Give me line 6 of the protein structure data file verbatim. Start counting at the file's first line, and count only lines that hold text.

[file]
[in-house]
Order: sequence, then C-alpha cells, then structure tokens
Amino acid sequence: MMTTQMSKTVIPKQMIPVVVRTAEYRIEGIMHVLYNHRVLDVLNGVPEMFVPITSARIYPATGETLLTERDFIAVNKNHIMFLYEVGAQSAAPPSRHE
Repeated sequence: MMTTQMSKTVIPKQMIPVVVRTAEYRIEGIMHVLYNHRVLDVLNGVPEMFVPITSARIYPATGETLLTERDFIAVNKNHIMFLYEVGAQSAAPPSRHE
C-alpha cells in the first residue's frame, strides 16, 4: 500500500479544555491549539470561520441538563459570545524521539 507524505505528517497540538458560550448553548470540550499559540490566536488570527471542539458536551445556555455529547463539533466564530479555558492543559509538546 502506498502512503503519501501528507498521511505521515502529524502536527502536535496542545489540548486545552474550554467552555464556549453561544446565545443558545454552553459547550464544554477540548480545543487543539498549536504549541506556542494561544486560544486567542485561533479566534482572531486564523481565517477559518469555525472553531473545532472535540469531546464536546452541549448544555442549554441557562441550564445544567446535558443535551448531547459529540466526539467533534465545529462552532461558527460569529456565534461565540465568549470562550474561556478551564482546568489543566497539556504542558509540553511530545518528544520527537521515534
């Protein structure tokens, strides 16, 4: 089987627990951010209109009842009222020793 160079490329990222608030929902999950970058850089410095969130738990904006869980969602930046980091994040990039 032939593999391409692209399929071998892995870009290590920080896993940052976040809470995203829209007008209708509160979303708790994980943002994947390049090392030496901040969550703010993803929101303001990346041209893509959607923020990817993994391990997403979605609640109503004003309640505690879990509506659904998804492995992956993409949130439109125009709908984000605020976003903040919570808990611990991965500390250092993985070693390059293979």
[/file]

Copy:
């Protein structure tokens, strides 16, 4: 089987627990951010209109009842009222020793 160079490329990222608030929902999950970058850089410095969130738990904006869980969602930046980091994040990039 032939593999391409692209399929071998892995870009290590920080896993940052976040809470995203829209007008209708509160979303708790994980943002994947390049090392030496901040969550703010993803929101303001990346041209893509959607923020990817993994391990997403979605609640109503004003309640505690879990509506659904998804492995992956993409949130439109125009709908984000605020976003903040919570808990611990991965500390250092993985070693390059293979």